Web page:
Confession: I’m not so good at members’ meetings.
They seem to be a two-hour plunge into human folly.
I don’t like the tedious agendas, set by our poor wonderful hard-working pastors.
I don’t like the controversy, created by our strong truth-loving parishioners.
I don’t like the chaos, produced by our lively kids weary of too many church services in one day.
Members’ meetings remind me of how I feel about going to the bathroom.
[Peals of laughter from the writer. And from the reader—shock! Hear the loud alarum bells, brazen bells…]
But I’m serious. With the world to conquer and explore, why would I want to spend time sitting in isolation in a small white room? My philosophy is to do it as infrequently as possible; but I hardly have to say how I pay for my belief.
I feel frustrated by the amount of time I must spend caring for this body of mine. I want to celebrate and sing and plant and discover and talk and dance, but I must punctuate these joyous outward activities with so much that feels repetitive, meaningless, and inward. Feeding. Combing. Scrubbing. Trimming. Healing. Removing. Applying. Swallowing. Checking. Brushing. Dressing. Purchasing. Exercising.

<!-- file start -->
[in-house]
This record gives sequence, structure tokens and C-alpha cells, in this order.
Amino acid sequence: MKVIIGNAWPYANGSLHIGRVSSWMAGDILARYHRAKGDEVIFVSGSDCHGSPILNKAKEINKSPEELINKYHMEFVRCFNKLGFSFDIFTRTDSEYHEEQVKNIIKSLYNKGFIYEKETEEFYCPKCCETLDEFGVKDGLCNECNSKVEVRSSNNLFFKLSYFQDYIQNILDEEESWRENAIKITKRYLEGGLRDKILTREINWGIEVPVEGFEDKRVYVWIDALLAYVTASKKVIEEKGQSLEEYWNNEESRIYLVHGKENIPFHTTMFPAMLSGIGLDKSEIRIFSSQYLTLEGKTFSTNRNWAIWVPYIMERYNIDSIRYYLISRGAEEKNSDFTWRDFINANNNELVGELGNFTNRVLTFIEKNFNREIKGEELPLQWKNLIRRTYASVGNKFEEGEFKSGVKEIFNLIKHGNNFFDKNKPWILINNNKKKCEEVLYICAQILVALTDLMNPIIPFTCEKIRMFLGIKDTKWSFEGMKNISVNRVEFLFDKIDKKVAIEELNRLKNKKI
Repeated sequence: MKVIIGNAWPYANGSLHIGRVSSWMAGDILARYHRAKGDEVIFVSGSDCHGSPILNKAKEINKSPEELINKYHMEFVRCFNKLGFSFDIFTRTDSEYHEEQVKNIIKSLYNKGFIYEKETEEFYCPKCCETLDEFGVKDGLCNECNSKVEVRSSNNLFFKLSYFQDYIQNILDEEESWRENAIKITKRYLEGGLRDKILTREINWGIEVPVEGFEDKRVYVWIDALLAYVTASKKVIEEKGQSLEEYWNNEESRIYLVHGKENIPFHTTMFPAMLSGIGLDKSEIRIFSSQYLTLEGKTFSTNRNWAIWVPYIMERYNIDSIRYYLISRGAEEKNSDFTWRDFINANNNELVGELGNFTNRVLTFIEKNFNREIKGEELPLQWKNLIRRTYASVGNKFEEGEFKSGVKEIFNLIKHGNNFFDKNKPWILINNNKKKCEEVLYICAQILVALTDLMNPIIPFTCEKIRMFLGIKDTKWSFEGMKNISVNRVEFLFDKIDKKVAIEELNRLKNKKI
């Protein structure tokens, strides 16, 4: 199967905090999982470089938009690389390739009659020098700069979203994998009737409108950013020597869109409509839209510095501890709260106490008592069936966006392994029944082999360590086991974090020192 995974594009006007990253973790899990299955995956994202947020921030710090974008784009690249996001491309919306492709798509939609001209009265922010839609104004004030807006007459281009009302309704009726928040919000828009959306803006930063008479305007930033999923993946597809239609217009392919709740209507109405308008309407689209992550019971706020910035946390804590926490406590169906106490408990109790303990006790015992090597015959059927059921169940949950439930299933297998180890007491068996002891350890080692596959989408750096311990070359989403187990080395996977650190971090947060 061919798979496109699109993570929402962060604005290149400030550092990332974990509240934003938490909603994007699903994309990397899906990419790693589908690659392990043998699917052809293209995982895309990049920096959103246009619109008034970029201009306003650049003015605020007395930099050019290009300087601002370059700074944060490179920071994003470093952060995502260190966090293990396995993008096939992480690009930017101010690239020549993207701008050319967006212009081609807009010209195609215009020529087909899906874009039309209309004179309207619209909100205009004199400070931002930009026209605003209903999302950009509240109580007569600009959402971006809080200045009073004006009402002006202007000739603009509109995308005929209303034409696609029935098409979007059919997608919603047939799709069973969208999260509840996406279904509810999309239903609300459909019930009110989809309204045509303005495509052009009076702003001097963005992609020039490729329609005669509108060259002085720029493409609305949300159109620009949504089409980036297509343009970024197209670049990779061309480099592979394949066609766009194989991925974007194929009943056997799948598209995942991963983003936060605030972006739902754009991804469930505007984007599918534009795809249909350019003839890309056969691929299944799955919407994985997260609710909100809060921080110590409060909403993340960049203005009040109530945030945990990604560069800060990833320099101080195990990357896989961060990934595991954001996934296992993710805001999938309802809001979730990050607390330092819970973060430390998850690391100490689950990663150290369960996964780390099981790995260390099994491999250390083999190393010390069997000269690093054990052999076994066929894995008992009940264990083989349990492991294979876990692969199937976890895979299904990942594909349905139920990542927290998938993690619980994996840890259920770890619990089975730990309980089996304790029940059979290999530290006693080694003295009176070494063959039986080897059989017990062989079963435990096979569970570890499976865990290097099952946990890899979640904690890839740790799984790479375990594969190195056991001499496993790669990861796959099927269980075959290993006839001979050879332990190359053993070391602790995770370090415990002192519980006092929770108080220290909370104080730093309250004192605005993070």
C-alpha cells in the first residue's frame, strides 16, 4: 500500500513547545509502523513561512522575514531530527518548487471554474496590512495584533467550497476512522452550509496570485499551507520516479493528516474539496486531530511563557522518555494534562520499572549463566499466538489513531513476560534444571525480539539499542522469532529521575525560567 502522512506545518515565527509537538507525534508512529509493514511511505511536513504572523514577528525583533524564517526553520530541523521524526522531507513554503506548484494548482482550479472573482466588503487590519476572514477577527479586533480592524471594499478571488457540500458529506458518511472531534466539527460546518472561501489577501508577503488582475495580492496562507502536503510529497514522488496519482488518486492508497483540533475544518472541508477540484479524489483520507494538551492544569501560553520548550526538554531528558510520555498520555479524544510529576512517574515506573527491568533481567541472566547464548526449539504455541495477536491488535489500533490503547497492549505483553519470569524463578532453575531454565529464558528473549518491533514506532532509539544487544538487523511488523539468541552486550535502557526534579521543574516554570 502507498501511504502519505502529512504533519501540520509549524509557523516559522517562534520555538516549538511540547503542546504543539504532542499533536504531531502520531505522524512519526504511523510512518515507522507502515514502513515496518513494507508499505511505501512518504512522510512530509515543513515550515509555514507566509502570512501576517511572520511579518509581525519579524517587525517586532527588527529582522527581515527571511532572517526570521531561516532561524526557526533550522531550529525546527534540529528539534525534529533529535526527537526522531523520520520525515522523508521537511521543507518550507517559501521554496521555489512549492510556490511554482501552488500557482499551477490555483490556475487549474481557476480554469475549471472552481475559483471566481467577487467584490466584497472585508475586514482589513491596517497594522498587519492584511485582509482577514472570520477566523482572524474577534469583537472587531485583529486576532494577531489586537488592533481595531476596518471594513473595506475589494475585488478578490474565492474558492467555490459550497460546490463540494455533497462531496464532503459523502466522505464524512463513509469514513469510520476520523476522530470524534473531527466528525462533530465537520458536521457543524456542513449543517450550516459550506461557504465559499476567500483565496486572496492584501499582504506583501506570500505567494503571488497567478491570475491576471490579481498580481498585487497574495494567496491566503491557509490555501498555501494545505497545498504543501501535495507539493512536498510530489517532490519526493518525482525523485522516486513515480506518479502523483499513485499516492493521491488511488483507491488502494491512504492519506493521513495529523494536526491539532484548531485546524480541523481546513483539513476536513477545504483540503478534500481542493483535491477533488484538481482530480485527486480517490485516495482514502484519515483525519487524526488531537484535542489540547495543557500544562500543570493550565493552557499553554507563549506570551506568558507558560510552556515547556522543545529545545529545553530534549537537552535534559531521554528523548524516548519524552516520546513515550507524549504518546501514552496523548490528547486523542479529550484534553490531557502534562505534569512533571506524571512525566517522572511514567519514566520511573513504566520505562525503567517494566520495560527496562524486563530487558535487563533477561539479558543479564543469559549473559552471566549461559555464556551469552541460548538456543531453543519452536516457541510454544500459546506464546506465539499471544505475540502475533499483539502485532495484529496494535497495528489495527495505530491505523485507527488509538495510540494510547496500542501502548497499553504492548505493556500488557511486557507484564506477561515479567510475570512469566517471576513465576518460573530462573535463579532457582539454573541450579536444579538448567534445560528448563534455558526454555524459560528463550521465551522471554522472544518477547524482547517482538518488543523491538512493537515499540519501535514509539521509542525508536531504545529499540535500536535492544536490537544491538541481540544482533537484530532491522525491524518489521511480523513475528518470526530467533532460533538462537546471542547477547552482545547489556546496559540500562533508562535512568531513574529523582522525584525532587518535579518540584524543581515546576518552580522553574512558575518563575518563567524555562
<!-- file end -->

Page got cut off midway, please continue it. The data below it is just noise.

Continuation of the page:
Can it be that in church life, some of the distasteful must-do tasks are equally important to the health of the body? Do I resent caring for the body, which ought to be worshipping, discipling, and healing the world?
I think it is possible to go overboard both ways, to be so obsessed with the maintenance of my body that I neglect its purpose… or to be so obsessed with purpose that I neglect maintenance. Equally essential is noticing that I dare not do these tasks sequentially—all of one without mixing in the other. They must run parallel, a bit of one and then the next. I find it fascinating that Scripture instructs us to do both.
I won’t get it perfectly balanced.
Neither will my church.
But last night I went gladly to spend time in a small white room with these people I love, because I care about removing toxins that we may rise up in strength. I care about trimming nails, that we may touch without scratching. I care about clothing this body, that we may walk forward without shame.
1. Our church has gone around and around on questions of communion—is it unfair to restrict the Lord’s Supper to participants who have committed themselves to some local congregation? etc… We’re nowhere near the end of the discussion (and I lean first one way, then the next, with truly feminine stolidity), but I find it helpful to note that when Jesus instigated the feast, He did it in an upstairs room with his twelve best friends and a closed door. Meanwhile, people got hurt in the streets below. Girls cried in the city, children were lost and found again, men struck cheap bargains. He quietly served the bread and wine.
2. Above, I quoted from Edgar Allen Poe’s poem “The Bells.” Here is a fun read-aloud of the whole piece, performed by Basil Rathbone. Fun, I say, but by the end it drives you nuts, as it was intended to. I don’t like the pictures, so I minimize them.
3. I am ‘not liking’ a lot these days. Forgive me. I will not always be so negative. It’s this thing I do, bout this time of year.